Syrian official says situation in Palmyra 'under control'

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DAMASCUS, Syria (AP) — A Syrian official said Sunday that the situation is "fully under control" in Palmyra despite breaches by Islamic State militants who pushed into the historic town a day earlier.

Syrian opposition activists also confirmed that militants withdrew from a government building and other areas they had seized Saturday in the northern part of the town as clashes continued.

Palmyra is home to one of the most famous UNESCO World Heritage sites in the Middle East, renowned for its Roman-era colonnades and 2,000-year-old ruins. The militants entered from the north and have not reached the ruins southwest of Palmyra.

Islamic State militants have destroyed and looted archaeological sites in Iraq and Syria. The group's advance on Palmyra has sparked alarm in the region and beyond.

Gov. Talal Barazi of Homs province said Syrian troops recaptured two hills from the militants late Saturday. He told The Associated Press that army reinforcements have been sent to shore up existing troops.

"Palmyra is safe and the road linking Homs with Palmyra is absolutely safe," he later told the state-run news agency SANA. The agency said the army inflicted heavy losses on militants in the Islamic State-held villages of Sukhneh and Arak northeast of Palmyra.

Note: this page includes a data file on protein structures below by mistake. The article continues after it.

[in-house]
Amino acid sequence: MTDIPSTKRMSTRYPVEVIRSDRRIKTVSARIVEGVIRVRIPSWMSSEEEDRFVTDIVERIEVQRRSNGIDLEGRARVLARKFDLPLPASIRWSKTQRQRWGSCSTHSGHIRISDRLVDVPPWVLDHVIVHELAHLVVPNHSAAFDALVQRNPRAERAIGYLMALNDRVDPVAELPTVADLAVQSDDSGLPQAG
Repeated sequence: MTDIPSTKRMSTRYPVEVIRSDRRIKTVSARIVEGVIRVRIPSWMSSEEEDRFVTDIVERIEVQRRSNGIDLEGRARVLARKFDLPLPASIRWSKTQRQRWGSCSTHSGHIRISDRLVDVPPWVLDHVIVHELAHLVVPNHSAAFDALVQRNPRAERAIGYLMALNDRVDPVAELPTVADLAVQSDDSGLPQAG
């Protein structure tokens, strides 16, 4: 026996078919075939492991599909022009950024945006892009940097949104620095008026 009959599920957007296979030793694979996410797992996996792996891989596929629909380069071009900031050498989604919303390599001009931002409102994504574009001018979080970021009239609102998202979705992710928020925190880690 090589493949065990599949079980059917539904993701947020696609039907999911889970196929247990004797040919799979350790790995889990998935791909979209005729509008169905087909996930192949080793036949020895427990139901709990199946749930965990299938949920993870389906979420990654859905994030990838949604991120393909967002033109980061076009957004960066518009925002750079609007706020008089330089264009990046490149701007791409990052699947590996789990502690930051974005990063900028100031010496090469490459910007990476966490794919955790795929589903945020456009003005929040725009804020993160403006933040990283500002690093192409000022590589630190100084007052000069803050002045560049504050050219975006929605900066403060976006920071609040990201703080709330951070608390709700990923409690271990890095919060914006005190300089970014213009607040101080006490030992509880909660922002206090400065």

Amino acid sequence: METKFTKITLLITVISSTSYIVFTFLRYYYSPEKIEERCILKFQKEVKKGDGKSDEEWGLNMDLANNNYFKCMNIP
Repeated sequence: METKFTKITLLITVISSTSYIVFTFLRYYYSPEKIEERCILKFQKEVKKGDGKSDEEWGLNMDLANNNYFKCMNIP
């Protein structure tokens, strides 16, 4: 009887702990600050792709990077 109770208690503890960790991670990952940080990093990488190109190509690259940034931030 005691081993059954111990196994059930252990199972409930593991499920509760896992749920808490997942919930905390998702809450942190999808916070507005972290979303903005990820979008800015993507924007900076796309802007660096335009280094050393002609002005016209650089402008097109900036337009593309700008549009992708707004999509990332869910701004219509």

The Britain-based Syrian Observatory for Human Rights said at least 295 people have been killed since the Islamic State group launched its assault around Sukhneh and Palmyra five days ago. The dead include at least 123 soldiers and allied militiamen, 115 Islamic State members and 57 civilians killed in the clashes or later killed by Islamic State militants, the Observatory said. It was not immediately possible to corroborate the Observatory's account.

An opposition media collective for Palmyra said life inside the town was normal and stores and businesses were gradually reopening. Clashes continued in surrounding areas.

The fall of Palmyra to Islamic State militants would be an enormous blow for embattled Syrian President Bashar Assad, not only because of its cultural significance but also because it would open the road to Homs and the capital, Damascus.

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